My father tried repeatedly to have his first marriage annulled. The church declined. Grounds for Catholic annulment were much more strict before reforms introduced in the U.S. in 1968. To the best of my knowledge, my father’s first marriage did not meet the church’s requirements of that era.
But it did offer a different solution. Mom and Dad, with the bishop’s permission, and after taking a solemn vow, could leave the marital bed and replace it with chaste cohabitation.
According to an official document that still bears the embossed seals and signatures of various church officials and Catholic entities, they could “continue to cohabit in the manner of brother and sister.” I have the letter, dated March 5, 1962, from a diocesan marriage tribunal, a “curia matrimonialis,” in which both my parents swear to adhere to this arrangement — or face losing access to the sacraments and the blessing of the church. Mom was 34; Dad was 47.
Dad and I, as well as my younger sister, were later confirmed by the bishop on the same night at Shrine of the True Cross Church in Dickinson, Texas.
Secrecy was paramount. “No one is to know of the brother-sister relationship except the Advocate Father O’Brien, the Pastor, the Tribunal, and the confessors of the parties,” the tribunal’s letter said. It mentioned avoiding “notoriety” and “scandal.” Of course, even in the 1960s, one would think that not having sex with your spouse would fall on the low end of the scandal spectrum.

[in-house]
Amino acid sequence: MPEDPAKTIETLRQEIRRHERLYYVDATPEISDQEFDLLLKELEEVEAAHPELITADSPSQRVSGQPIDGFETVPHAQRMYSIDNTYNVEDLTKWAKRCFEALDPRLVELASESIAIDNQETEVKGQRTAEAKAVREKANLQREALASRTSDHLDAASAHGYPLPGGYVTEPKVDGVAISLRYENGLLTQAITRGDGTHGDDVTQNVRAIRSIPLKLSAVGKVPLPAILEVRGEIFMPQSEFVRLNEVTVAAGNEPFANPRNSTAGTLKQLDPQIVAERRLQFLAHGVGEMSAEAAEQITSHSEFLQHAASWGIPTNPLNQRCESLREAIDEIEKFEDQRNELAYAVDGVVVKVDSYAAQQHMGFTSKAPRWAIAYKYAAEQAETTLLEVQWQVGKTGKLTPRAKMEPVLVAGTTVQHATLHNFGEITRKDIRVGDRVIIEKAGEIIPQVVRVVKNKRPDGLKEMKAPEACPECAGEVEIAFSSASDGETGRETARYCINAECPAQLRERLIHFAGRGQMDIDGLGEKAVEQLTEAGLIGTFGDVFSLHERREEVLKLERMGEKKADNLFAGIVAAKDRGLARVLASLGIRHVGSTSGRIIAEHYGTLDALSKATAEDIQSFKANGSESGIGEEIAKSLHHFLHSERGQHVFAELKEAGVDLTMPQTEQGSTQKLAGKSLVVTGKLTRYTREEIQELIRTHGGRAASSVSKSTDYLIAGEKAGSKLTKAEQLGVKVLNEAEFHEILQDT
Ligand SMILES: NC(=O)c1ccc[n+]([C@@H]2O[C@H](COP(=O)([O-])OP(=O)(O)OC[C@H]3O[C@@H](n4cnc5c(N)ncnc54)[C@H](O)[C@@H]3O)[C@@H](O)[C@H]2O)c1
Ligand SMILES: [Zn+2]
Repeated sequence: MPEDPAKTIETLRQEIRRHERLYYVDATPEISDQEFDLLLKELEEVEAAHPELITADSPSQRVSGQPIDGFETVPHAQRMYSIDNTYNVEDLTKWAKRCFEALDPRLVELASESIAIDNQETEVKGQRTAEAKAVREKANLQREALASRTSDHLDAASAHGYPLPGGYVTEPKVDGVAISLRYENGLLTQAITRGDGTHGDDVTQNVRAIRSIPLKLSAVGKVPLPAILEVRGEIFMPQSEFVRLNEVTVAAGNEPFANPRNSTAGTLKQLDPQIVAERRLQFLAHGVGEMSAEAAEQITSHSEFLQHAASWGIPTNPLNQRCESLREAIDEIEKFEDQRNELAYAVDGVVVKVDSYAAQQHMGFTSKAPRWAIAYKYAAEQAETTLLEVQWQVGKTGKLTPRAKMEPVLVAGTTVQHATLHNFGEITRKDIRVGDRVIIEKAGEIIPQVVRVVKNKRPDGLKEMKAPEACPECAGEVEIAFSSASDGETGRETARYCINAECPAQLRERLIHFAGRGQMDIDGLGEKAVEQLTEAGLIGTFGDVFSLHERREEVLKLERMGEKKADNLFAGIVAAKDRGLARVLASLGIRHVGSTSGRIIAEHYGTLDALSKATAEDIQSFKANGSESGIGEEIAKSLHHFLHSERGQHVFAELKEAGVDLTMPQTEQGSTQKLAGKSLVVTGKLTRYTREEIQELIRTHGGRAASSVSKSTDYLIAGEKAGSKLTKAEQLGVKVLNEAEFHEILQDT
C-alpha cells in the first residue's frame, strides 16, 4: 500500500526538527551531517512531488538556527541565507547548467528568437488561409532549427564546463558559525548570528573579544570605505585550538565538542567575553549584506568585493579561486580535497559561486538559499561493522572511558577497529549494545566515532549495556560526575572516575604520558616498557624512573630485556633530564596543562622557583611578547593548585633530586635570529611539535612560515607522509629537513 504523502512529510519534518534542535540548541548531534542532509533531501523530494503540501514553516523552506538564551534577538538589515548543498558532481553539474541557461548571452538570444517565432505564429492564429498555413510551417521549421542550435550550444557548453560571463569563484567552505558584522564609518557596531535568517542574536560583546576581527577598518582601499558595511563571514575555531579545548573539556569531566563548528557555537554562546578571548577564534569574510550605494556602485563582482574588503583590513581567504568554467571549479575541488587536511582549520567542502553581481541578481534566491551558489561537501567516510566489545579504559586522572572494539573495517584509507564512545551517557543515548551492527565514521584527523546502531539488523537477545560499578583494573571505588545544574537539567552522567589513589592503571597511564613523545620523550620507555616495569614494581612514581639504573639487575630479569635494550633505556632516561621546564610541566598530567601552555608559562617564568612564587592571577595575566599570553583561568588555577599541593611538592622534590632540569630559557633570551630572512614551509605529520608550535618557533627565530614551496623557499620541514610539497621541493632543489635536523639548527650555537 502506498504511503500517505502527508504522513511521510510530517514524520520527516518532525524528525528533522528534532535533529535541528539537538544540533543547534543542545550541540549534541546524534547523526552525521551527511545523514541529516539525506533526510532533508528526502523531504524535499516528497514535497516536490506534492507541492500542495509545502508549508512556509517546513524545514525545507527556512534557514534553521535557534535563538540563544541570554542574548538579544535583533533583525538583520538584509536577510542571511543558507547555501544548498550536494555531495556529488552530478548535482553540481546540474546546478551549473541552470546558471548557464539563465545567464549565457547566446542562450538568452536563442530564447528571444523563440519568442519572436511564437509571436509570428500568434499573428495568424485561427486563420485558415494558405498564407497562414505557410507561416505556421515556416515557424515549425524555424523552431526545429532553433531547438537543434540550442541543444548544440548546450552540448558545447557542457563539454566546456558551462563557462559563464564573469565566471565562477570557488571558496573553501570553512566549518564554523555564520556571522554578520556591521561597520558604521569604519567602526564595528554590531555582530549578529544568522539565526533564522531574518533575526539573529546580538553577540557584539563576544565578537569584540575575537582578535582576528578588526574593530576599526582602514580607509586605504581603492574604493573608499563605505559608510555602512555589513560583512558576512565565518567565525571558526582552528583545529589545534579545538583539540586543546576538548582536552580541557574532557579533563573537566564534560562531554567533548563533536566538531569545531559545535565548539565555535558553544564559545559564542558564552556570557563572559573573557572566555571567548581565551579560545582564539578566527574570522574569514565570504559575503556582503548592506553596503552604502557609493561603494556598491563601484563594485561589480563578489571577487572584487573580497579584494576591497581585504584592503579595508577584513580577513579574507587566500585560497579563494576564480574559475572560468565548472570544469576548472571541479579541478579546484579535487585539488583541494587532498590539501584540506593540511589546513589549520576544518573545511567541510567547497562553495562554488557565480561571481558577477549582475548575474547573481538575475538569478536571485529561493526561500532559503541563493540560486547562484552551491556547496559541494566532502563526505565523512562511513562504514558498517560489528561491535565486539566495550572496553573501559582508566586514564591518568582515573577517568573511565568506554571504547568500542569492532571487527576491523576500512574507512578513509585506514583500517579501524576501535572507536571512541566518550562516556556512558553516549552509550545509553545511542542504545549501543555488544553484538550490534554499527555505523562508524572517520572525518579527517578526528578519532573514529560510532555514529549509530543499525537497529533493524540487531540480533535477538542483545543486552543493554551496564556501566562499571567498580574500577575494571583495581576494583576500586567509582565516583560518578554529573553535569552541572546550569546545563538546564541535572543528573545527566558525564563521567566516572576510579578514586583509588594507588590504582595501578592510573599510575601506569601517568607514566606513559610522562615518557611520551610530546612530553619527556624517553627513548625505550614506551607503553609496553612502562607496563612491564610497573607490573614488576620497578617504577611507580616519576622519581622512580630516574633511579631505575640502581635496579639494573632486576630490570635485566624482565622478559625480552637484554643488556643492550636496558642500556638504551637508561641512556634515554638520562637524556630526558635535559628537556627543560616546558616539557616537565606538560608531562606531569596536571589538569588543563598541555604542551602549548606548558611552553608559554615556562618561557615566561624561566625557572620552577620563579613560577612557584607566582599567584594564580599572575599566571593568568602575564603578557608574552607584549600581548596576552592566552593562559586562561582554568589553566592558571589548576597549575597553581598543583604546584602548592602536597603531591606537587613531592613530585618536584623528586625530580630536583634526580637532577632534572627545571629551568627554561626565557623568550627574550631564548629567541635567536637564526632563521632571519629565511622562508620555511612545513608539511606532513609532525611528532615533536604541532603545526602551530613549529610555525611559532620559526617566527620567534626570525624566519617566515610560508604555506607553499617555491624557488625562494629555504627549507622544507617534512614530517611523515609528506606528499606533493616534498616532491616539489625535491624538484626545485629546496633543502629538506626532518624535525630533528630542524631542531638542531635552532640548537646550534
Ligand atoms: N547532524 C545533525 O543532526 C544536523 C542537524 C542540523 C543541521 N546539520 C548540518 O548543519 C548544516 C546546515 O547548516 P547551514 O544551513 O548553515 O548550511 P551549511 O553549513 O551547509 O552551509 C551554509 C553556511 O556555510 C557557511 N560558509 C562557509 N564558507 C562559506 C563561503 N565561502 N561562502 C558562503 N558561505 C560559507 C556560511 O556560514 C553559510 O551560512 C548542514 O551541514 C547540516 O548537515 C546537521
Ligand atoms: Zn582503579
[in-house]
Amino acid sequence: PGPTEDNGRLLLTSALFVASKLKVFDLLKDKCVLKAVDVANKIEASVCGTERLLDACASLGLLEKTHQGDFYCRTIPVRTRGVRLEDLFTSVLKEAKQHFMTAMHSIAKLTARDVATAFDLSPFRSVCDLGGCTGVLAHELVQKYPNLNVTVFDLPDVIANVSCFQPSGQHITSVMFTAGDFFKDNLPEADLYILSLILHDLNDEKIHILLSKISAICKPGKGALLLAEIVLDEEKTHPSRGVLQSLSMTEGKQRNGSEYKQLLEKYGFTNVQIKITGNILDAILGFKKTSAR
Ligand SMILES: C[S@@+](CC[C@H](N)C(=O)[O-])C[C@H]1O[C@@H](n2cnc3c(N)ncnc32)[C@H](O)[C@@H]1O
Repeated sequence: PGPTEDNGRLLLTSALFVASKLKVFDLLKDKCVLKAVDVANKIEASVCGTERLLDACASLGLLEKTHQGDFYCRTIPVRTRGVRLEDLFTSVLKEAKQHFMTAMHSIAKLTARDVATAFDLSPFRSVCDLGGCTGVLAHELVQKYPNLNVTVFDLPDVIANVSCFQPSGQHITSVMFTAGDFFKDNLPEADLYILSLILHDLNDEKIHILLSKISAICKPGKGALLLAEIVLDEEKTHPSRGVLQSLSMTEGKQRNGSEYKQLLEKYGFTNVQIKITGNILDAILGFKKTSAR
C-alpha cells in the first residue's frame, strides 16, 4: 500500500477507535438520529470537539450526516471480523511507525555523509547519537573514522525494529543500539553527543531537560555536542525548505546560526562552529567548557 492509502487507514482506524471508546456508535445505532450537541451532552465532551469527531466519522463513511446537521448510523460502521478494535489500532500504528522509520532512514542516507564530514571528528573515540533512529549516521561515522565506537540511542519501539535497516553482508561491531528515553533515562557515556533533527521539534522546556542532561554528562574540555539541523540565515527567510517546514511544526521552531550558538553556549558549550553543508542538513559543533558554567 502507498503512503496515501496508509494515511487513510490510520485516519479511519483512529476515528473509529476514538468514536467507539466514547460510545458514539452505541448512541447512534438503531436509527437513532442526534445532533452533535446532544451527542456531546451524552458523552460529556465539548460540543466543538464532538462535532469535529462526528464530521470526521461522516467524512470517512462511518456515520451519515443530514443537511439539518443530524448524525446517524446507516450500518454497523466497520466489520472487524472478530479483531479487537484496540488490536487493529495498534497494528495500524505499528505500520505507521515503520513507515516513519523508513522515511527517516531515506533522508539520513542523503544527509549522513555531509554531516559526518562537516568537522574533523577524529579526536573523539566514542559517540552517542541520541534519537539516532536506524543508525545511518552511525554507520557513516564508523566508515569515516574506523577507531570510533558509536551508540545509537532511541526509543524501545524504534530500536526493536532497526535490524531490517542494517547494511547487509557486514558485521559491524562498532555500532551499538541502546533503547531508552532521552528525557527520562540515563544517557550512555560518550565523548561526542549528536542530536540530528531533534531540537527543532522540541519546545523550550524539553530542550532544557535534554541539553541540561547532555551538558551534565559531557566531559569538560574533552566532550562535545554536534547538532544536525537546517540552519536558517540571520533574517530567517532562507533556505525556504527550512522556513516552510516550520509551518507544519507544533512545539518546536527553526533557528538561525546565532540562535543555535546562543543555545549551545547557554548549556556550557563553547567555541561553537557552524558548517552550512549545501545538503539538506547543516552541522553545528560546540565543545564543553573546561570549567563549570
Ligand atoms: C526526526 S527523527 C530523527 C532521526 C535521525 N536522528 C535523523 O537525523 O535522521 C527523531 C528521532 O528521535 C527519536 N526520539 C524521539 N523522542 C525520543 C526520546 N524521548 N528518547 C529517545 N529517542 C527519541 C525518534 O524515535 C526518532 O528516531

All this may seem like an artifact of the past, but a 2010 article in the publication Catholic Exchange explained that in addition to conventional marriage, there still exists “the type of marriage Joseph and Mary had and is sometimes referred to as a Josephite marriage.” Married celibates, according to the article, give up sex “because they hope to live a life that points the way to what will come in the next life, to something better and higher.”
Robert Sullivan, a regular writer for the Catholic Exchange and a lawyer from Nebraska, told me that Josephite-like arrangements can be used to circumvent “some kind of impediment to marriage” as well as to “deepen a person’s faith.”
I couldn’t help but wonder if the Catholic Church continues to structure these arrangements for couples who request such a union.